[Tutor] UTF-8 filenames encountered in os.walk

Kent Johnson kent37 at tds.net
Wed Jul 4 20:26:42 CEST 2007

William O'Higgins Witteman wrote:

> The problem is that the Windows filesystem uses UTF-8 as the encoding
> for filenames,

That's not what I get. For example, I made a file called "Tést.txt" and 
looked at what os.listdir() gives me. (os.listdir() is what os.walk() 
uses to get the file and directory names.) If I pass a byte string as 
the directory name, I get byte strings back, not in utf-8, but 
apparently in cp1252 (or latin-1, but this is Windows so it's probably 
 >>> os.listdir('C:\Documents and Settings')
['Administrator', 'All Users', 'Default User', 'LocalService', 
'NetworkService', 'T\xe9st.txt']

Note the \xe9 which is the cp1252 representation of é.

If I give the directory as a unicode string, the results are all unicode 
strings as well:
 >>> os.listdir(u'C:\Documents and Settings')
[u'Administrator', u'All Users', u'Default User', u'LocalService', 
u'NetworkService', u'T\xe9st.txt']

In neither case does it give me utf-8.

 > but os doesn't seem to have a UTF-8 mode, just an ascii
 > mode and a Unicode mode.

It has a unicode string mode and a byte string mode.

> The code is quite complex for not-relevant-to-this-problem reasons.  The
> gist is that I walk the FS, get filenames, some of which get written to
> an XML file.  If I leave the output alone I get errors on reading the
> XML file.  

What kind of errors? Be specific! Show the code that generates the error.

I'll hazard a guess that you are writing the cp1252 characters to the 
XML file but not specifying the charset of the file, or specifying it as 
utf-8, and the reader croaks on the cp1252.

 > If I try to change the output so that it is all Unicode, I
 > get errors because my UTF-8 data sometimes looks like ascii,

How do you change the output? What do you mean, the utf-8 data looks 
like ascii? Ascii data *is* utf-8, they should look the same.

 > I don't
 > see a UTF-8-to-Unicode converter in the docs.

If s is a byte string containing utf-8, then s.decode('utf-8') is the 
equivalent unicode string.

>>> I suspect that my program will have to make sure to recast all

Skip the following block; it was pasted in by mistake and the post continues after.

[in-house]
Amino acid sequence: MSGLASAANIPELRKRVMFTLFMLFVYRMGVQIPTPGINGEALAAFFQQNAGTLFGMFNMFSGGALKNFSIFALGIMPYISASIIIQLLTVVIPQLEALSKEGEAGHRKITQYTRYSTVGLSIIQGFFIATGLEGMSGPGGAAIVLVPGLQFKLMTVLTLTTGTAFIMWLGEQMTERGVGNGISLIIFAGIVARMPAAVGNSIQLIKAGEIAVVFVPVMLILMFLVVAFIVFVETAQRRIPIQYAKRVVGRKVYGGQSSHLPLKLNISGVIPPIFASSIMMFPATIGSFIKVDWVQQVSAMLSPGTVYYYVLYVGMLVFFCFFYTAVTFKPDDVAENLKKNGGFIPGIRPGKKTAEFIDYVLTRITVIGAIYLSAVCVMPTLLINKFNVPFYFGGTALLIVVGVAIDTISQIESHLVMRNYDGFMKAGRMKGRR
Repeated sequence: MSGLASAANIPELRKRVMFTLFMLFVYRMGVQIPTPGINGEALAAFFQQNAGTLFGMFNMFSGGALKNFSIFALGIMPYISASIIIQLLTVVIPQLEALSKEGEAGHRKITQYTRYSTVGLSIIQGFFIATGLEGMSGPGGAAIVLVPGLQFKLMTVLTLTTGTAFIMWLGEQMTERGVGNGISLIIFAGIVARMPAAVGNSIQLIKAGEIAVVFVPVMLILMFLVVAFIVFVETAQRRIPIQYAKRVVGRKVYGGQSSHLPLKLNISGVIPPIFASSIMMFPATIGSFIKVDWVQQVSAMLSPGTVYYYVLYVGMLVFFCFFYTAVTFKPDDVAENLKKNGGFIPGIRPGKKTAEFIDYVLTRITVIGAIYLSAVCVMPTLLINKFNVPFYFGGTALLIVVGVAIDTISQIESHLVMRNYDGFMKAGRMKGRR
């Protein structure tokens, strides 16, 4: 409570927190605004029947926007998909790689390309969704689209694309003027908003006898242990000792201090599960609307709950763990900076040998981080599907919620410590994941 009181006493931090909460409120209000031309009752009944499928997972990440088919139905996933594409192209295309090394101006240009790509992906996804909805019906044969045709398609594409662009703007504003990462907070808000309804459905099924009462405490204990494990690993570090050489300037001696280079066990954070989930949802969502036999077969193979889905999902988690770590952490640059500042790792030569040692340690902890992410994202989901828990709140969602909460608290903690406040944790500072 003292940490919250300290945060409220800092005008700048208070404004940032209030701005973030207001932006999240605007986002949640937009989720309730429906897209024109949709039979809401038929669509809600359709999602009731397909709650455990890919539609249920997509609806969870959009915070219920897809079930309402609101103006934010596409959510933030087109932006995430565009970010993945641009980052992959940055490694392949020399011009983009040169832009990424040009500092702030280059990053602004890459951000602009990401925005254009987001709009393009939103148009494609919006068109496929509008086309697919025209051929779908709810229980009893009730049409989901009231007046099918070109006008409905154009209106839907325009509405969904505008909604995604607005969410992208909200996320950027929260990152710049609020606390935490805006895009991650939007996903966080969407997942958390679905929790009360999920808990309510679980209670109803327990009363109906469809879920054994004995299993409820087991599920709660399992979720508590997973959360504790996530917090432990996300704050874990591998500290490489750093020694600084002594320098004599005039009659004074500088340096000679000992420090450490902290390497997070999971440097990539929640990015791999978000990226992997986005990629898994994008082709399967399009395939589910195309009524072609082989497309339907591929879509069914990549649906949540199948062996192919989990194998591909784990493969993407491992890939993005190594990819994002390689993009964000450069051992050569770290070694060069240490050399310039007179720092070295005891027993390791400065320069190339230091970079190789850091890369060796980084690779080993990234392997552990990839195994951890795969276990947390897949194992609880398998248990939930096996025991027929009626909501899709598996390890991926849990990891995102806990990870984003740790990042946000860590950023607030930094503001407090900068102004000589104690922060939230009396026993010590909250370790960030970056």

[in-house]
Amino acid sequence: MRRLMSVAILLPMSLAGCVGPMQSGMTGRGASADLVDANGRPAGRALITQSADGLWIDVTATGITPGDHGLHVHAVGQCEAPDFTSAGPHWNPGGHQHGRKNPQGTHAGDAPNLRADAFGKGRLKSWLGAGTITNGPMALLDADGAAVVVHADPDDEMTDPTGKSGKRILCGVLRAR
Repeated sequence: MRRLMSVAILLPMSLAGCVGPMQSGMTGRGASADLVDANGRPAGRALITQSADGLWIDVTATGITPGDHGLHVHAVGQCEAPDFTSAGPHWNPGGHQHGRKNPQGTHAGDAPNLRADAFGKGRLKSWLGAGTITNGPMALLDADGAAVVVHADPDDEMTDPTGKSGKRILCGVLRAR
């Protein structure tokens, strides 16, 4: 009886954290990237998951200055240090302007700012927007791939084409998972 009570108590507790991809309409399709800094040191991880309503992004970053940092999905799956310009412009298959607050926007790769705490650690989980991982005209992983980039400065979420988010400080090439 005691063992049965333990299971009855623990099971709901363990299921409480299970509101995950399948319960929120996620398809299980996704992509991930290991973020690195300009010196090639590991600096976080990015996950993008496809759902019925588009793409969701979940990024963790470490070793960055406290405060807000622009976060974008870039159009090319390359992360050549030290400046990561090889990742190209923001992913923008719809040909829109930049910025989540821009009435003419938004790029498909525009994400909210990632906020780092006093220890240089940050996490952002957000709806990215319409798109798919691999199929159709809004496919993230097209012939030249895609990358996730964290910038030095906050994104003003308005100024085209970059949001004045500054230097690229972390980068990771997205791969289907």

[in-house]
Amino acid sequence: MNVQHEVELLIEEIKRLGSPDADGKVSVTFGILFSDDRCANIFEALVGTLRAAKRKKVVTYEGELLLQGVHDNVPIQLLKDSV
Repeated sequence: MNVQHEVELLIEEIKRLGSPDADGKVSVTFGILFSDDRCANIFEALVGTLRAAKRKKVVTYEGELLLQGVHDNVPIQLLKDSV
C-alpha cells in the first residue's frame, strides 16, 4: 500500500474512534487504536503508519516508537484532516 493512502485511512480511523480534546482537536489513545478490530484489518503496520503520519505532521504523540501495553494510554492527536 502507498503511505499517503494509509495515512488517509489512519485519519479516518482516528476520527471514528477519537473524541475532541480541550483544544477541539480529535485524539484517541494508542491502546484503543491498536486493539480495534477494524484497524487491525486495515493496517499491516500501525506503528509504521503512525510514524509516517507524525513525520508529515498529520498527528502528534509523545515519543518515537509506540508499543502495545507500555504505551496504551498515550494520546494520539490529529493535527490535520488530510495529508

>>> equivalent-to-ascii strings as UTF-8 while leaving the ones that are
>>> already extended alone.
>> It is nonsense to talk about 'recasting' an ascii string as UTF-8; an 
>> ascii string is *already* UTF-8 because the representation of the 
>> characters is identical. OTOH it makes sense to talk about converting an 
>> ascii string to a unicode string.
> Then what does mystring.encode("UTF-8") do?

It depends on what mystring is. If it is a unicode string, it converts 
it to a plain (byte) string containing the utf-8 representation of 
mystring. For example,
In [8]: s=u'\xe9'  # Note the leading "u" - this is a unicode string
In [9]: s.encode('utf-8')
Out[9]: '\xc3\xa9'

If mystring is a string, it is converted to a unicode string using the 
default encoding (ascii unless you have changed it), then that string is 
converted to utf-8. This can work out two ways:
- if mystring originally contained only ascii characters, the result is 
identical to the original:
In [1]: s='abc'
In [2]: s.encode('utf-8')
Out[2]: 'abc'
In [4]: s.encode('utf-8') == s
Out[4]: True

- if mystring contains non-ascii characters, then the implicit *decode* 
using the ascii codec will fail with an exception:
In [5]: s = '\303\251'
In [6]: s.encode('utf-8')
Traceback (most recent call last):
   File "<ipython console>", line 1, in <module>
<type 'exceptions.UnicodeDecodeError'>: 'ascii' codec can't decode byte 
0xc3 in position 0: ordinal not in range(128)

Note this is exactly the same error you would get if you explicitly 
tried to convert to unicode using the ascii codec, because that is what 
is happening under the hood:

In [11]: s.decode('ascii')
Traceback (most recent call last):
   File "<ipython console>", line 1, in <module>
<type 'exceptions.UnicodeDecodeError'>: 'ascii' codec can't decode byte 
0xc3 in position 0: ordinal not in range(128)

Again, it would really help if you would
- show some code
- show some data
- learn more about unicode, utf-8, character encodings and python strings.


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